It’s fascinating to consider Brad, Leo and Johnny’s evolution into A-listers and power players as they grew older. Unlike most actresses in Hollywood, their ageing has made them no less desirable to legions of fans. On screen, the sensitive personas and independent spirit of these male stars didn’t always last. Johnny Depp, drowning in money from his many dull franchise projects, has not made an interesting – let alone independent – film in over a decade. In 2016, Depp was accused by ex-wife Amber Heard of domestic violence and abuse. The idealised rebel troubadour of decades previous was long gone, and with the actor now legally contesting the allegations, it makes for an ugly reality.
But it’s DiCaprio who proves to be the most striking example of an evolving screen image. Post-Titanic, he has gone from one box office triumph to the next, with few exceptions. He’s worked almost entirely with beloved (male) filmmakers. Spielberg and Scorsese both used his boyish charm to great benefit in Catch Me if You Can (2002) and The Aviator (2004) respectively. But these days he’s a leading man whose roles have aged with him, not simply in years but to match his weathered, party-boy countenance. Fathoming the sweet-faced boy in Romeo + Juliet as the smug, chauvinistic man in The Wolf of Wall Street (2013) might require some mental gymnastics, but it’s helped along by DiCaprio’s rep in real life. For a time, he led a crew of Hollywood womanisers that charmingly referred to themselves as the ‘Pussy Posse’.
This misbehaviour – and the way it’s been laughed off – stands in stark contrast to so many of Leo and company’s female co-stars. It almost doesn’t bear repeating, but double standards were rife. Several of the It girls of the time seem to have had fallow periods in their careers in a way the boys simply did not. Winona Ryder, after being disproportionately humiliated for a shoplifting incident in 2001, became persona non grata for a while and took a break from acting. She would return, and, thanks to Netflix’s Stranger Things, make a strong impression on another generation of viewers. Claire Danes, DiCaprio’s winsome co-star in Romeo + Juliet, worked consistently but failed to find a leading role comparable to what had come before. In a triumph of a career resurgence, her starring role as a CIA agent in Showtime’s Homeland has been lauded across the board. After reaching mega-stardom aged only 19 in Clueless, Alicia Silverstone was publicly ridiculed for her weight and became a regular target for the press. One reporter cruelly wrote of her weight gain that she looked “more Babe than babe”. It wasn’t long before she chose to move to the stage and out of the limelight. Even Gwyneth Paltrow struggled to find much success between 2000 and 2008 – until she joined the cast of Iron Man and became part of the unsinkable MCU.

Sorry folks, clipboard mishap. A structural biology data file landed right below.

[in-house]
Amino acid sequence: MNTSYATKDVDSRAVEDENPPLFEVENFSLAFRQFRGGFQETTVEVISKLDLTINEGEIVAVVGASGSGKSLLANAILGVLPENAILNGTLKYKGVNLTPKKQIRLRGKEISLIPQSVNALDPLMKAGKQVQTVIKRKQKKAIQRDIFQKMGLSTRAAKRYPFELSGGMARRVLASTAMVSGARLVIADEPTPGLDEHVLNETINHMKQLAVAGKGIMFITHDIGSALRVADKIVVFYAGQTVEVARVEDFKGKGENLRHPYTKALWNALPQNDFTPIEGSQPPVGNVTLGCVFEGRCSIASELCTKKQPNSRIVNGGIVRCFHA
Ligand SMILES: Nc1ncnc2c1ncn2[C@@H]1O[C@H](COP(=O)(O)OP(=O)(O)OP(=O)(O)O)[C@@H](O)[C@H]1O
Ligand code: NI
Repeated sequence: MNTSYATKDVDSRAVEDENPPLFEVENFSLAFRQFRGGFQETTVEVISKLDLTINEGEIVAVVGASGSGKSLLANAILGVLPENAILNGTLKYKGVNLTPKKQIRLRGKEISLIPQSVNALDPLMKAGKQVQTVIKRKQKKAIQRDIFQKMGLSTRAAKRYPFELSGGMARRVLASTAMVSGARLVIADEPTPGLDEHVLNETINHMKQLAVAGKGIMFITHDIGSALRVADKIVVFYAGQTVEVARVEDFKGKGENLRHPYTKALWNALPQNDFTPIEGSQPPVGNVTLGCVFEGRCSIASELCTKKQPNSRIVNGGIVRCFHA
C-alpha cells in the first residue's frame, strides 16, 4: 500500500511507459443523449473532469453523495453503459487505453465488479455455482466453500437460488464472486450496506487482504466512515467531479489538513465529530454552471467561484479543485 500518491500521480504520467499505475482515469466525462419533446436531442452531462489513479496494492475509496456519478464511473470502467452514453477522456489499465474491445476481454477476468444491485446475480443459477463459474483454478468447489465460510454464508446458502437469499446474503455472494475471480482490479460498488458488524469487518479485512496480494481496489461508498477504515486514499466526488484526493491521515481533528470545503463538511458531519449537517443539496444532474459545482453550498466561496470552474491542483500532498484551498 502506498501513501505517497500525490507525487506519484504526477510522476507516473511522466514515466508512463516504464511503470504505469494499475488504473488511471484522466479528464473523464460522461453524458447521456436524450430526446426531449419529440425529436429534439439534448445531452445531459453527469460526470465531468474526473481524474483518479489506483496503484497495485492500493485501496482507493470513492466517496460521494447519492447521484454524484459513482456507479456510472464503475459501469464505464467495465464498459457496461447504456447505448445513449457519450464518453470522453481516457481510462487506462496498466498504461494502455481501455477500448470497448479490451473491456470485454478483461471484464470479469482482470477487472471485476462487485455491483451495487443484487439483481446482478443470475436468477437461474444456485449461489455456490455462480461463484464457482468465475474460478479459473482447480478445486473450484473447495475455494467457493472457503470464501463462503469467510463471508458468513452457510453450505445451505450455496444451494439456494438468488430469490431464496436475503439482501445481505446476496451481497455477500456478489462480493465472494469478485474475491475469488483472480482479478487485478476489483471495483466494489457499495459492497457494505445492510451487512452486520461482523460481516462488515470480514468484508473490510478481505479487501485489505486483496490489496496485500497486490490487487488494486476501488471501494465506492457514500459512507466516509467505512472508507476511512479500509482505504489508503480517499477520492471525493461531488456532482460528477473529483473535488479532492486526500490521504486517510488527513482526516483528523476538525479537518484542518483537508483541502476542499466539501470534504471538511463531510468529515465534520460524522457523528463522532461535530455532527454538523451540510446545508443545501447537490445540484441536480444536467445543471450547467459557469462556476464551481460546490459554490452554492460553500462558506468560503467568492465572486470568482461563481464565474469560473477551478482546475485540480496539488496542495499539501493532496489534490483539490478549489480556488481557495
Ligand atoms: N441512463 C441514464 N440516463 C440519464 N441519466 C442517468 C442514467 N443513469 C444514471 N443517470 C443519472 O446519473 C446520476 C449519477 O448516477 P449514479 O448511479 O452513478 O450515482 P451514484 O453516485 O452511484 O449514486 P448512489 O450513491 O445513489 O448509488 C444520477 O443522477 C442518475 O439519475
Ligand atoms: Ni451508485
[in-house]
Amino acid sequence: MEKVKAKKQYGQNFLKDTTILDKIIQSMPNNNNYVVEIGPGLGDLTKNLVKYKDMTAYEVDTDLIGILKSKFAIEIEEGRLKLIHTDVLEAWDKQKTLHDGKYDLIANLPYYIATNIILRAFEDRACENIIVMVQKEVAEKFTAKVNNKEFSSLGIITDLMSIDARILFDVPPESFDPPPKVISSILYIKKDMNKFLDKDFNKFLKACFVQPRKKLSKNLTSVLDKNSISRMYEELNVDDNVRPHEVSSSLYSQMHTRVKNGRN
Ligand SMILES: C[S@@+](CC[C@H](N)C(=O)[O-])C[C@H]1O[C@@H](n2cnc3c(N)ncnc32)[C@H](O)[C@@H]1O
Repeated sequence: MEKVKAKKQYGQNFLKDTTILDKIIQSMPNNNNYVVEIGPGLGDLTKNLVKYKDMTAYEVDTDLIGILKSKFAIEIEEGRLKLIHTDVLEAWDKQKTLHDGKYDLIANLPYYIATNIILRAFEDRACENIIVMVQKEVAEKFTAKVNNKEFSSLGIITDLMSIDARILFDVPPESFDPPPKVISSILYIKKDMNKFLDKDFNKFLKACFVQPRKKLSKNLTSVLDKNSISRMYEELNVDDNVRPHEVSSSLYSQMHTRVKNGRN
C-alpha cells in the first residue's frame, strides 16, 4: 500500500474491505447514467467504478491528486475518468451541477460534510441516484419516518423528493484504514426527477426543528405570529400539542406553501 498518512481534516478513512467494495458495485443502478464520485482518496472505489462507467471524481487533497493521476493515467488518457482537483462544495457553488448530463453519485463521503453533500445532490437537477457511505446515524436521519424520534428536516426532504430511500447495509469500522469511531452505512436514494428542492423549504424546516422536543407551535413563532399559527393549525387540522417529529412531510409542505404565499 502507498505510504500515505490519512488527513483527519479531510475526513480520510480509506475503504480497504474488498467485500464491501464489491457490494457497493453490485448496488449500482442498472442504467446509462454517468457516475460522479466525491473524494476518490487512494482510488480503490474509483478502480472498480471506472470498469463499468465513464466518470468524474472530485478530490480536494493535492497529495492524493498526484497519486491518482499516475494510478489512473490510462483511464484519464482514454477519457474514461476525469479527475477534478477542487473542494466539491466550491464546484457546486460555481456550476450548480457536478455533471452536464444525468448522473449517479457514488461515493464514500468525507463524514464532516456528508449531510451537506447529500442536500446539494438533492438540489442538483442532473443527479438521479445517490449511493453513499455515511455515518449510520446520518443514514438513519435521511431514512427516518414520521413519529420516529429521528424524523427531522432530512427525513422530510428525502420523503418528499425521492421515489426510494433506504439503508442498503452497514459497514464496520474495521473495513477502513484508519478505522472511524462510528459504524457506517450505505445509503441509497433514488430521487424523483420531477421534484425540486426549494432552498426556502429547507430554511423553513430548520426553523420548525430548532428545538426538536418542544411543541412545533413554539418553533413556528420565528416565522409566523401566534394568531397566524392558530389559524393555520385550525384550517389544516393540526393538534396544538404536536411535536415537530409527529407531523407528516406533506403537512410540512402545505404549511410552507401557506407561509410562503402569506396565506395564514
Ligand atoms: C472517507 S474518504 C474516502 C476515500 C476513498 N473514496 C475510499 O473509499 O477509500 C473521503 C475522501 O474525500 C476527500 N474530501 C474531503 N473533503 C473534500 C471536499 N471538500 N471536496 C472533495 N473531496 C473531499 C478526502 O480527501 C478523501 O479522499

What’s evident in hindsight is that the appearance of change is rarely change itself. Nineties cinema’s propensity for brooding, self-critical manhood was nowhere near enough to encourage meaningful change for women in the film industry. Nor was it a catalyst for men to truly reckon with the misogyny they perpetrated. The gender pay gap would remain, the media would continue to relentlessly ogle and condescend to young female stars, and, most glaringly of all, the star-making and -breaking machine of Miramax – helmed by the serially accused Harvey Weinstein – would continue to exploit and discard talented young women at will.
It’s interesting to note that several of the women who’ve spoken out about Weinstein were very close to the male stars I’ve mentioned. Brad Pitt’s ex-girlfriend, Gwyneth Paltrow, along with his former wife, Angelina Jolie, were allegedly subject to harassment, abuse and threats from Weinstein in a way that most famous men could scarcely imagine. Pitt allegedly confronted the mogul about it. Ethan Hawke’s ex-wife, Uma Thurman, has also spoken about “wriggling away” from Weinstein’s grasp. It may not be a reflection on these actors, but it is a reflection of what was a jagged divide between an It boy and an It girl in 90s Hollywood. I might optimistically point out that many actresses survived and even thrived in the Weinstein era and beyond with their careers intact. But so many others can never be accounted for, were never afforded the chances their male counterparts received, and were abused, pigeonholed, or harangued by a sexist media. Whether they were victimised like Annabella Sciorra or, like Juliette Lewis, seemed to fall off the radar, our cultural landscape became weaker without them.
Surveying all of this, I can’t help but think of the upcoming release of Once Upon a Time in… Hollywood, Quentin Tarantino’s new film starring Pitt and DiCaprio. It’s a 90s dream-team, of sorts, putting the two together on screen for the first time, and in front of the lens of that decade’s breakout American film director. In spite of everything, it seems that those 90s boys are doing just fine.
The season Nineties: Young Cinema Rebels ran at BFI Southbank from July-August 2019.